|NFC Nirvana Information Articles and Interviews Grunge Redux|
US - September, 1993.
Nirvana and Pearl Jam plunged into the mainstream with their albums ‘Nevermind’ and ‘Ten.’ But will these Seattle bands survive their sophomore year?
By Elysa Gardner.
There are moments in music history — moments of creative brilliance and naked honesty — we wish we could have witnessed firsthand. The Beatles at the Cavern Club. Dylan at Newport. Jimi Hendrix at Woodstock. The marketing executives at Geffen Records when In Utero, Nirvana’s follow-up to the multimillion seller Nevermind, was delivered by the band. One can imagine the executives’ raw, visceral response when they saw that the album they were charged with turning into a big commercial sequel featured songs like "Rape Me" and "I Hate Myself and Want to Die." So! Looks like the boys won’t be promoting the record on ‘Live With Regis and Kathie Lee.’
This fall marks the moment of truth for grunge. Ever since Nirvana roared out of Seattle with the single "Smells Like Teen Spirit" — an ascent followed closely by Pearl Jam and a number of other alternative bands — the record industry has ridden the coattails of a musical phenomenon whose appeal is based in part on the nihilistic, couldn’t-care-less-about-success attitude of its leading artists. Now, with Nirvana and Pearl Jam both releasing sophomore efforts in the coming months, industry experts are watching to see if the marriage of convenience between alternative rock and big business can be saved. "There will always be fans who feel that when their favorite indie band is suddenly being backed by corporate dollars, then it’s selling out," says Peter Ganbarg, an A&R exec at SBK Records. "But if the band wants its music to reach the largest amount of people, it doesn’t usually have a choice."
Will grunge’s core fans abandon bands that seem to have become too commerical? Or will mainstream fans be turned off by groups that try too hard to appear unlovable?
Initial reports suggested that Geffen Records execs feared Nirvana’s In Utero was "unreleasable," according to the Chicago Tribune. But in a nod to commercial viability, the band brought in hit-making producer Scott Litt (R.E.M.) to help take some of the raw edges off two In Utero tracks, including the single "Heart-Shaped Box." But that song, like most on the album, offsets relatively calm, graceful passages with what might be described as vocal and instrumental equivalents of a nervous breakdown. While Geffen executives are now able to generate some enthusiasm, one can detect some subtle spin control in their comments. "We’re going to aim to reach the fans more than the Top Forty," says A&R manager Mark Kates, delicately deflating overblown expectations. "I think it’s a great album, and it’s going to be really well-received by people who are fans of the group, as opposed to just being fans of one of its songs or videos." (So far, the band hasn’t taken the next step of making itself accessible to the press.)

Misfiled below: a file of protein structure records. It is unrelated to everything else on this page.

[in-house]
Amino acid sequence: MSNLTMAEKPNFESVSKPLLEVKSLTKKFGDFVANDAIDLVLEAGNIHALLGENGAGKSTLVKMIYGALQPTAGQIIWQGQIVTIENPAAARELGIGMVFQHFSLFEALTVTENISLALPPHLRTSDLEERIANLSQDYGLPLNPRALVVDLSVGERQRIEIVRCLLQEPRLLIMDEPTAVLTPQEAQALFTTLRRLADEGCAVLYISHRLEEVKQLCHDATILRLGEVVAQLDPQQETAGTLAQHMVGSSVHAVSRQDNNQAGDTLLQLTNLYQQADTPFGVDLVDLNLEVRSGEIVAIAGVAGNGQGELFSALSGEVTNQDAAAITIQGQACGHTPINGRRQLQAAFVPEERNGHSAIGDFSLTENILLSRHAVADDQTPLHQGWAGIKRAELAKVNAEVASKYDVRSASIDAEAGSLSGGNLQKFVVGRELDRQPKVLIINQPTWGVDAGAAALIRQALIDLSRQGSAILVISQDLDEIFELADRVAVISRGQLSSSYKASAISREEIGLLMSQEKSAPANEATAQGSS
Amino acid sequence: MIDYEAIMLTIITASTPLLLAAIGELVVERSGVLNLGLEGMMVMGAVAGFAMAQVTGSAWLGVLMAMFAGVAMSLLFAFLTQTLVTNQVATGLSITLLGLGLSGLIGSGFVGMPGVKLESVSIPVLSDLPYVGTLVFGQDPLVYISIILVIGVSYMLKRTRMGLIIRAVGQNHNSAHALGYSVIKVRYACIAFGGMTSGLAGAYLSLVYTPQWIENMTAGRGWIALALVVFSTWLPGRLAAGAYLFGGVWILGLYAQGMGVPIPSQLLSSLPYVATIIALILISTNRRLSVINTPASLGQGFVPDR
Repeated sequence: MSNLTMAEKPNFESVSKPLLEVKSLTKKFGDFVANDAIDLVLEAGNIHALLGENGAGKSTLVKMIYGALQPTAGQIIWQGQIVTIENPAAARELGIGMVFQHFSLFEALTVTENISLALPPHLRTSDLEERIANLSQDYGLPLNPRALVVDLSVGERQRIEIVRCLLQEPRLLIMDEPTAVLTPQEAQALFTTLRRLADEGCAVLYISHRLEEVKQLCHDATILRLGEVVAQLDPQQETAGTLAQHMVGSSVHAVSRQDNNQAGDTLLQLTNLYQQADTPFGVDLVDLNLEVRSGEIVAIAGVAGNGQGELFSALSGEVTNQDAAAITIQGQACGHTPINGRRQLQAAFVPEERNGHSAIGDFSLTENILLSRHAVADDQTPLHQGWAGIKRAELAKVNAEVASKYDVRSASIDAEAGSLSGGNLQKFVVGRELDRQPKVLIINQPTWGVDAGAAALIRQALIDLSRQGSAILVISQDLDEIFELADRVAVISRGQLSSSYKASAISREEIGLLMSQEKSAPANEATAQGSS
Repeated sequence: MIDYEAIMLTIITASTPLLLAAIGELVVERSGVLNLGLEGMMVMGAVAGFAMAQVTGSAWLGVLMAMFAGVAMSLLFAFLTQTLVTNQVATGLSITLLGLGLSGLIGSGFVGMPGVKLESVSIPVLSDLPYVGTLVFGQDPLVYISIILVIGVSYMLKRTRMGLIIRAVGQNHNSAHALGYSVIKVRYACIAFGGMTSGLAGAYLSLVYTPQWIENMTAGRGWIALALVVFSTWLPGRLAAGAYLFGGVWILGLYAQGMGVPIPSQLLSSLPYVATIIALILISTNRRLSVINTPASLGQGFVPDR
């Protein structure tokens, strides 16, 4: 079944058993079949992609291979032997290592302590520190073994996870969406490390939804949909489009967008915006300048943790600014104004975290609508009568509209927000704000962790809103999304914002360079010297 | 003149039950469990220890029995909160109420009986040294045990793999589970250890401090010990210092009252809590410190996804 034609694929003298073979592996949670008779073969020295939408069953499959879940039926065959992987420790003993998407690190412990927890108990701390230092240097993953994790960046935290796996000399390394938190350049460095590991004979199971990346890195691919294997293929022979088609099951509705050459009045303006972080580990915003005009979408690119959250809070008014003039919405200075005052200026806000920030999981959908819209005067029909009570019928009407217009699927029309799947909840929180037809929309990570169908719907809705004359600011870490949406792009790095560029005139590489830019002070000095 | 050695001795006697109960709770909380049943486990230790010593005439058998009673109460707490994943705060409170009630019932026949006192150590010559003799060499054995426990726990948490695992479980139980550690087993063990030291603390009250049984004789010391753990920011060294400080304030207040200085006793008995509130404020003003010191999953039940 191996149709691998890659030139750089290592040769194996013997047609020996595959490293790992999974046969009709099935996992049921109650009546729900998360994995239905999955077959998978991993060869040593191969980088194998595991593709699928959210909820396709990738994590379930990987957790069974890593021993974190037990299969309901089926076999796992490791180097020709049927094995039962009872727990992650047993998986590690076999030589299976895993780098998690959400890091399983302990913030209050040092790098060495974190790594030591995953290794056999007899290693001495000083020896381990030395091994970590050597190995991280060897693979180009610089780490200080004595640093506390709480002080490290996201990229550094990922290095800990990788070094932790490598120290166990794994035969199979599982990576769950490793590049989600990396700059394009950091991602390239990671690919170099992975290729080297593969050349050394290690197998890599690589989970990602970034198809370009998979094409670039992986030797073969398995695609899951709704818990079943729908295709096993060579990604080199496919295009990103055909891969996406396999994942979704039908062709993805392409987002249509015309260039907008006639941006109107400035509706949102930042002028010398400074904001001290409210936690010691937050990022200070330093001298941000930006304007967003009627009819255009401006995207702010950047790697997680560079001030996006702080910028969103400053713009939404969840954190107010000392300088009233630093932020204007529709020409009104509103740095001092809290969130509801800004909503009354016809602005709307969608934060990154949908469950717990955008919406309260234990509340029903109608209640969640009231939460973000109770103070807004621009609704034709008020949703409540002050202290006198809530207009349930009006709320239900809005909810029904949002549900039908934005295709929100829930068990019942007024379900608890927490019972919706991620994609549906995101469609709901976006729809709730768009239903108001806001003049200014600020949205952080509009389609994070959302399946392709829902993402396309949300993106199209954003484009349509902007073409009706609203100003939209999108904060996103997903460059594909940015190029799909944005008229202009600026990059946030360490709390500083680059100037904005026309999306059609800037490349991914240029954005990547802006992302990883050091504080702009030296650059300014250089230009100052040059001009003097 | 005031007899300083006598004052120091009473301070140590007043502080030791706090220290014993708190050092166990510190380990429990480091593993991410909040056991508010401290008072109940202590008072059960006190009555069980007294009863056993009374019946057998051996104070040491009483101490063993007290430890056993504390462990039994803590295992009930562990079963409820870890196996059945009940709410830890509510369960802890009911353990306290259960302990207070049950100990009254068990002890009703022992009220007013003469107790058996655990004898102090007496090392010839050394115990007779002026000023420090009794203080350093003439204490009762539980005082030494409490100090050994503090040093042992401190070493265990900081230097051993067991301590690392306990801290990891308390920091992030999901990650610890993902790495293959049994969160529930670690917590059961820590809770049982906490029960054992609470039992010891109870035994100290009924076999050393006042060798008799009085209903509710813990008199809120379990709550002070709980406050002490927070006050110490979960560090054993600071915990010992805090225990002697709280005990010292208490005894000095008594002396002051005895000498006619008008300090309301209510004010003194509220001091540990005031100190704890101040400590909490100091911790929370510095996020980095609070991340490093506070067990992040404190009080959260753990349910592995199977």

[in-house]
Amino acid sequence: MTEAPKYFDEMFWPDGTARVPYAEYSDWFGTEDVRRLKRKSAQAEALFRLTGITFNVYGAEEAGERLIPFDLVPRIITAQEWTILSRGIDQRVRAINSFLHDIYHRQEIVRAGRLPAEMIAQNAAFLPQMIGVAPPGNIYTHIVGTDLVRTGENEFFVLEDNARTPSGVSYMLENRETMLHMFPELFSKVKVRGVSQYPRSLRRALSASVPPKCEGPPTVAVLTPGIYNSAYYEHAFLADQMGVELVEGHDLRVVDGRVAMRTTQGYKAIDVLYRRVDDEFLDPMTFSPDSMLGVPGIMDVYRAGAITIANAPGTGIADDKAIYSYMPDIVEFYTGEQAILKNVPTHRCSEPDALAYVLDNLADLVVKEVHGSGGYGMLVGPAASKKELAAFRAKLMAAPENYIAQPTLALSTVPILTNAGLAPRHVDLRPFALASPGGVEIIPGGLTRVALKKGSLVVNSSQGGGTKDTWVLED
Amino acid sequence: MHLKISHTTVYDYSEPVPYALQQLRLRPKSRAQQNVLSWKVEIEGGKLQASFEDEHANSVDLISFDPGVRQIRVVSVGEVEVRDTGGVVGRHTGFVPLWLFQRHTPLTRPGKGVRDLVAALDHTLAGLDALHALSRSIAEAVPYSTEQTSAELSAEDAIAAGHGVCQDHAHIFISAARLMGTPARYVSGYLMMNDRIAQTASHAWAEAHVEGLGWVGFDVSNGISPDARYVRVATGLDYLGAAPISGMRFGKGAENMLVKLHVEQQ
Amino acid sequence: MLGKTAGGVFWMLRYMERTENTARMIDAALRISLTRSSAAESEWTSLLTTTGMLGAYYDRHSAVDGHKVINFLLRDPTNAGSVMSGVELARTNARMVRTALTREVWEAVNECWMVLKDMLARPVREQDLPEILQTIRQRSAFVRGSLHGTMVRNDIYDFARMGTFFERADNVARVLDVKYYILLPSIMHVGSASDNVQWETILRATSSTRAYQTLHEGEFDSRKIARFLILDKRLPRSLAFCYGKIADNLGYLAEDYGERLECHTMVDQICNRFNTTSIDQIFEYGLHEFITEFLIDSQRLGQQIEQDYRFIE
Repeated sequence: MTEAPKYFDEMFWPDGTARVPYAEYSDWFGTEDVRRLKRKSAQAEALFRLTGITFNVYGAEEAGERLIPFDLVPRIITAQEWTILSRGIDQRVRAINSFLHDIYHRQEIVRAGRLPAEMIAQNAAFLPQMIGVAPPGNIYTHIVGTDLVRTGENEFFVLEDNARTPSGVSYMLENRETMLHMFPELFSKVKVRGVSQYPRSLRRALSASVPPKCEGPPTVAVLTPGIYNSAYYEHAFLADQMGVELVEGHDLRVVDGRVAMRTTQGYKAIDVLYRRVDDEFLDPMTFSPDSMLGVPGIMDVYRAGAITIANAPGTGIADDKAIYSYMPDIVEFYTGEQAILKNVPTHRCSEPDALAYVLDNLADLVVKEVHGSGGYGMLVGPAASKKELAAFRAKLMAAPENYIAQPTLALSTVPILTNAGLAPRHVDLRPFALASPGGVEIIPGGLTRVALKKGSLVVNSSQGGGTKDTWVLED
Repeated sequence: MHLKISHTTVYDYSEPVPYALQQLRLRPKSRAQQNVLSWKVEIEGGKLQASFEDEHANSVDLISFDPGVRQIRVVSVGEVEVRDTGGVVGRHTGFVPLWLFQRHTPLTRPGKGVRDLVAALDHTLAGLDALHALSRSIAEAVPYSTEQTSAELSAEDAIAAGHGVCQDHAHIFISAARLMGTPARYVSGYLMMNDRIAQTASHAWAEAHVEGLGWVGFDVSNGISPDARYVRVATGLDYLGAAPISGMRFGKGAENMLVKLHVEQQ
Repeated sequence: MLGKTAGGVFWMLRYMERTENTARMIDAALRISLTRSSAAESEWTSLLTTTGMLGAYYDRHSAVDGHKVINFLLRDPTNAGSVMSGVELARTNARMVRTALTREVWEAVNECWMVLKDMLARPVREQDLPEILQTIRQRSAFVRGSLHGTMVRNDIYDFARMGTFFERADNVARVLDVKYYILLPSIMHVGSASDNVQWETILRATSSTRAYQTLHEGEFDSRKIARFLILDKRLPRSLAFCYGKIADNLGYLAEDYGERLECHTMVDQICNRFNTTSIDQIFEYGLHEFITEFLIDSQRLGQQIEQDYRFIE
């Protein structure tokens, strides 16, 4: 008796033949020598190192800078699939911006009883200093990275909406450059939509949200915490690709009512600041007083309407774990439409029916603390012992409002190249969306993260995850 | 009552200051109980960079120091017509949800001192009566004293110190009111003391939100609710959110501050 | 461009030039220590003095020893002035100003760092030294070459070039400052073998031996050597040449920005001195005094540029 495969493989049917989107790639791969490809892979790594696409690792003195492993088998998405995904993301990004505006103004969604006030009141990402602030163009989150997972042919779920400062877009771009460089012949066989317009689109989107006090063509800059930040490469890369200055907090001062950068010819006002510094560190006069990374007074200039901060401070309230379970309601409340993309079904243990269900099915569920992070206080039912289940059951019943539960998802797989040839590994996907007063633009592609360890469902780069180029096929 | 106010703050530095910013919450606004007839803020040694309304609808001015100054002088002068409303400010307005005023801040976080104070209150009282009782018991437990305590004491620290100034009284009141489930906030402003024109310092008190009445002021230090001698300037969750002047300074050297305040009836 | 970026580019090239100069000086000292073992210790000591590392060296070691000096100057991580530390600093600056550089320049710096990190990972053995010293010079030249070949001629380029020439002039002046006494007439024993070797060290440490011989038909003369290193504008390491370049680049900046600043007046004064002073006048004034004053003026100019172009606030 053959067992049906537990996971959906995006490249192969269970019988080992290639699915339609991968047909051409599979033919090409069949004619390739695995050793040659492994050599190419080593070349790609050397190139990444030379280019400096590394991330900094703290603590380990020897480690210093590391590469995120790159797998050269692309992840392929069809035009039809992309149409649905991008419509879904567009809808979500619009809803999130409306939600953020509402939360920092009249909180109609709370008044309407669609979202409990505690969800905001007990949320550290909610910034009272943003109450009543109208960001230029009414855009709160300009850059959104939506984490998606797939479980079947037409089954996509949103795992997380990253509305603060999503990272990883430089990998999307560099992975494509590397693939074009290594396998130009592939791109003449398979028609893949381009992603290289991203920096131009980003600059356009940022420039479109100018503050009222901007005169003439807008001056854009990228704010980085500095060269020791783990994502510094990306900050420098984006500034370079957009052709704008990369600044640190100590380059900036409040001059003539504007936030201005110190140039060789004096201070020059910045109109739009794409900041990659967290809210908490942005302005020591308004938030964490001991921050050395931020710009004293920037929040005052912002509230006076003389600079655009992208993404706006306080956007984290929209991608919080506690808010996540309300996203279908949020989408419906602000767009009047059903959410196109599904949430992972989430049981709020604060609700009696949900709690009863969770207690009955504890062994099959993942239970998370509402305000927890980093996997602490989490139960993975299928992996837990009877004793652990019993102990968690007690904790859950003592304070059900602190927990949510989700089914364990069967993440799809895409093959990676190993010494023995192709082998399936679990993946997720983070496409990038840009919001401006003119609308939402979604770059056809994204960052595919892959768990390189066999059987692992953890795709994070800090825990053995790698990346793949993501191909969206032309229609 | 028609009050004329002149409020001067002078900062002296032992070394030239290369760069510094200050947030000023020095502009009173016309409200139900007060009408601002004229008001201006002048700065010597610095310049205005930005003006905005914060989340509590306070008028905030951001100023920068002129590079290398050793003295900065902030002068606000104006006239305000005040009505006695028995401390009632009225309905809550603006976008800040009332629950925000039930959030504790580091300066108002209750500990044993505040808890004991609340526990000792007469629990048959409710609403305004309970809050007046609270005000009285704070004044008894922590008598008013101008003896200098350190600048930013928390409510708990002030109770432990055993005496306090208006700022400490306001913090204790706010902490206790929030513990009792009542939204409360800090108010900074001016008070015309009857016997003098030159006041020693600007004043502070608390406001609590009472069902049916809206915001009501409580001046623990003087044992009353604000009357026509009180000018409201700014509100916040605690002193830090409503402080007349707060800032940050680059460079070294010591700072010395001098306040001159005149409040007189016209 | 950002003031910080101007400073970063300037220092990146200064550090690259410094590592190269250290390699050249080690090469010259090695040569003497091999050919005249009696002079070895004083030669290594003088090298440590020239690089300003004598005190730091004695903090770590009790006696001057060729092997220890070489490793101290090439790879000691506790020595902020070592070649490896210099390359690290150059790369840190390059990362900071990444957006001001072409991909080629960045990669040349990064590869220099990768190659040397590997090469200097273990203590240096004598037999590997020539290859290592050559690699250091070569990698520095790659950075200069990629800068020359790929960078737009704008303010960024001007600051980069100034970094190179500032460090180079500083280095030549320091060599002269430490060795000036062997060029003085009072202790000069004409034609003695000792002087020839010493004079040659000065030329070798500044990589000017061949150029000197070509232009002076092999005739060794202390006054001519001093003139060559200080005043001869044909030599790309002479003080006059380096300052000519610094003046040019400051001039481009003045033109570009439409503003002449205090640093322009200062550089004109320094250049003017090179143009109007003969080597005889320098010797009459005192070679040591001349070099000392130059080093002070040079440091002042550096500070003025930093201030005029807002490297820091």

Pearl Jam, meanwhile, which spent part of July opening for U2 in Europe, has yet to release even the name of its upcoming album. It will, however, be produced by Brendan O’Brien (who has worked with the Red Hot Chili Peppers) and include such songs as ‘‘Rats" and "Nemesis.
Though always paired in the hierarchy of grunge, Nirvana and Pearl Jam launched themselves into the stratosphere very differently. Nirvana’s Nevermind combined taut melodies and lean pop textures with a brash punk sensibility; on Ten, Pearl Jam tripped through loosely structured songs and hippy-dippy lyrics — the sort of music punk rock had traditionally rebelled against. As in all new sects, schism resulted: Some said Pearl Jam was producing nothing but a lite version of the Seattle sound; "fake grunge," sniffed Nirvana frontman Kurt Cobain.
But Pearl Jam’s Ten just keeps going and going. The album recently passed Nevermind in sales, and Maria Wibbels, a rock CD buyer for Tower Records in New York, expects more demand for Pearl Jam’s latest album than for In Utero. "Nirvana re-released some old material recently," says Wibbels, "and it didn’t sell that well." (Late last year, DGC put out Incesticide, a compilation of early Nirvana recordings that to date has sold a disappointing 680,000 copies.)
"Incesticide wasn’t really promoted, so that’s a bit unfair," counters Rick Krim, vice president of Talent and Artist Relations at MTV. "Nirvana and Pearl Jam followed different patterns in breaking: Nirvana exploded, while Pearl Jam steadily built. But both gave us multiple hits, and neither is a flash-in-the-pan act. I’d say that these two groups are gonna stay around."
That assessment explains the manic effort on the part of record labels to throw six-figure sums at virtually every up-and-coming alternative act in the Cascade Mountain region; everyone wants to land the next Pearl Jam. But those investments could have the lifespan of the grunge boutique at Macy’s if these new bands choose to place antiestablishment ethics above standard business practices. Stone Temple Pilots, for example, whose major-label debut album, Core, became a sleeper smash, recently passed up an opportunity to open for Aerosmith in order to tour with the Burthole Surfers — not exactly the kind of decision that warms a marketing executive’s heart.
Ask Mark Kates if Nirvana’s nihilism is self-destructive, and he will demur. "I think that In Utero more than ensures that Nirvana will have a lengthy career," he says. "It would be unrealistic to expect it to top Nevermind, because when a band becomes a phenomenon, that generally only happens once. I don’t think Michael Jackson’s ever gonna top Thriller, you know?"
Yes, but does anyone expect Nirvana to perform "I Hate Myself and Want to Die" during halftime at the Super Bowl?